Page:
[Photo of pinned ivory-spotted longhorn beetle. Credit: Collection of Northern Arizona University/Colorado Plateau Museum of Arthropod Biodiversity. Credit: Collection of Northern Arizona University/Colorado Plateau Museum of Arthropod Biodiversity]
Figure 1. The ivory-spotted longhorn (Eburia quadrigeminata) beetle is one of the species collected, imaged, and cataloged during a bioblitz conducted at George Washington Birthplace National Monument, Virginia, through a partnership with Northern Arizona University. This beetle spends most of its lifetime feeding inside hardwood trees and can live up to 40 years.
[A researchers users a net to sweep a tree for insects. Credit: Northern Arizona University/Christian Clark]
Figure 2. Northern Arizona University researchers used sweep nets to collect arthropod specimens at George Washington Birthplace National Monument, Virginia. It is expected that 500 arthropod species will be documented when the specimen-identification process is complete.
Pipe Spring biodiversity
Established in 1923, Pipe Spring National Monument is located in Mohave County, Arizona, surrounded by the Kaibab Paiute Indian Reservation. This 40-acre (16 ha) park commemorates the area’s rich Native American culture and Mormon pioneer heritage. Listed in the National Register of Historic Places, the monument preserves archaeological sites, historical structures, and Pipe Spring, a year-round source of water. The monument’s natural springs are one of the few persistent water sources in this arid strip of desert situated between Grand Canyon and Zion National Parks, creating a small riparian ecosystem. Archaeological evidence indicates that springs have attracted people to the monument area for the past 8,000 years. Documented biodiversity of the monument includes at least 48 mammal species, 166 bird species, 12 reptile species, and 3 amphibian species. A recent bat study (NPS and Southern Utah University) increased the number of bat species found at the monument to 18 of the 28 found in all of Arizona (Taylor et al. 2013). As of 2013, inventory efforts have documented 335 vascular plant taxa for the monument, and the herbarium has vouchers for 275 (82%) of these species.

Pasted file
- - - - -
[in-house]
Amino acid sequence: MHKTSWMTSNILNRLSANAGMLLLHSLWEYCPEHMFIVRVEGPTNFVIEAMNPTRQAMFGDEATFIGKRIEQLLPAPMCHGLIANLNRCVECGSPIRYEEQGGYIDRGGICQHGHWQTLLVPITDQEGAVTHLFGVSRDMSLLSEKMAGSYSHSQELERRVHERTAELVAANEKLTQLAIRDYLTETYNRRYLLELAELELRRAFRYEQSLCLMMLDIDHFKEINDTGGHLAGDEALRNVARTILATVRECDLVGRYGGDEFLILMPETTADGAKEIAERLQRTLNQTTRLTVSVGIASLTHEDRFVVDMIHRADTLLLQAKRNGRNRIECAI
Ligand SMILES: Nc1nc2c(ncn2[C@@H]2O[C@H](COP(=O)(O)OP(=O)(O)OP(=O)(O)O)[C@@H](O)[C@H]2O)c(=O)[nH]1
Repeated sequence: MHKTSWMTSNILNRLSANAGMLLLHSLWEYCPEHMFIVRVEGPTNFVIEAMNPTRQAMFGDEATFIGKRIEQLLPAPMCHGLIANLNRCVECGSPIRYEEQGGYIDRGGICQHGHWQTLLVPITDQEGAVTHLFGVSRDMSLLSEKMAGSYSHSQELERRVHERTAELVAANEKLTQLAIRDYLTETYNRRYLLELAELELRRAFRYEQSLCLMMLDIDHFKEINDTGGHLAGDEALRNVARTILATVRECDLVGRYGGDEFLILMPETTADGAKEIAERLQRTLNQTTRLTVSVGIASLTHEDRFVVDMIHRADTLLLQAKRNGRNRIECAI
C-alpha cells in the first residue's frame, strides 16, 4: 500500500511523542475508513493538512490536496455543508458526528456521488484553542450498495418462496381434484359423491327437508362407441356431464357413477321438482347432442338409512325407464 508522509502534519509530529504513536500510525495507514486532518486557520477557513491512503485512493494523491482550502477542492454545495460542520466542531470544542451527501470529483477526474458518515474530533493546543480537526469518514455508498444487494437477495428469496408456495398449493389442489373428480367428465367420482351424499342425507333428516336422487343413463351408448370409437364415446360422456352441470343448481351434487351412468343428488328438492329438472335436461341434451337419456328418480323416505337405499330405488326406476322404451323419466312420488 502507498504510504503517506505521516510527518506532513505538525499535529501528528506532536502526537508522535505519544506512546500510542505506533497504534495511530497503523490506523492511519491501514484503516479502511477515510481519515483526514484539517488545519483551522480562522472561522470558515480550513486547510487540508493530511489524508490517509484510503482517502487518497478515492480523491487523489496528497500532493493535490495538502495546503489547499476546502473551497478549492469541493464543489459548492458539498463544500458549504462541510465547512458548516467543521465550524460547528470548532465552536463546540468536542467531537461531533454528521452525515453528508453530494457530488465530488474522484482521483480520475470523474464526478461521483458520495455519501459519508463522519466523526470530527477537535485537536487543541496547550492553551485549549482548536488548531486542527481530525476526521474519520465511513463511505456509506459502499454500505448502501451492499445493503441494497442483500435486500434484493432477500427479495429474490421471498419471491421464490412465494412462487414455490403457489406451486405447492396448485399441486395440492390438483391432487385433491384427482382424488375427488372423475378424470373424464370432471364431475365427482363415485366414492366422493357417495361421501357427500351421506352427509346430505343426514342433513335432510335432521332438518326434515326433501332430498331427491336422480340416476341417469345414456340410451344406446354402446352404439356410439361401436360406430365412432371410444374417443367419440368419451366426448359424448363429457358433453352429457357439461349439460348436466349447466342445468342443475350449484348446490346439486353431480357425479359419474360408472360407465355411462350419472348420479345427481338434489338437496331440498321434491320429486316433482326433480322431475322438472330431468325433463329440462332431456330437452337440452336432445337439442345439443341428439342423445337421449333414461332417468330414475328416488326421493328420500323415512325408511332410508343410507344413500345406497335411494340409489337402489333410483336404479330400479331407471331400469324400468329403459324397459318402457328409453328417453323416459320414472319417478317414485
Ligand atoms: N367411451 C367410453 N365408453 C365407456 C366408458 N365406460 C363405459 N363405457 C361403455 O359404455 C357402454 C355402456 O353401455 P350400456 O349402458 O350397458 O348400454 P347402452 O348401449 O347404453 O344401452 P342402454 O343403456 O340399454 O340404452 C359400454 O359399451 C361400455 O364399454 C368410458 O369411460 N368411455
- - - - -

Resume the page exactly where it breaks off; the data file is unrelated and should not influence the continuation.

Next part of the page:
In 2012, park resource managers initiated an arthropod inventory, as arthropods represent a significant portion of the food base for vertebrate species, particularly the numerous bat and bird species that winter and breed on the monument. Additionally, very little was known about the monument’s native arthropod populations and exotic species and their potential to affect native species and habitats. Northern Arizona University was asked to collect arthropod specimens; provide training in the collection and storage of the specimens to park staff, volunteers, and members of the neighboring Kaibab Band of Paiute Indians; create a reference collection for the monument; and develop a database to ensure that cataloged specimens would be available online. Standard insect-collecting techniques, including nets, malaise and pitfall traps, and night lights, were used during the summers of 2012 and 2013 to collect more than 8,000 specimens of aquatic and terrestrial invertebrates (fig. 3). Specimens are now being identified, imaged, and cataloged using state-of-the-art software that produces high-resolution images, allowing scientists across the country to access the collection online for research purposes.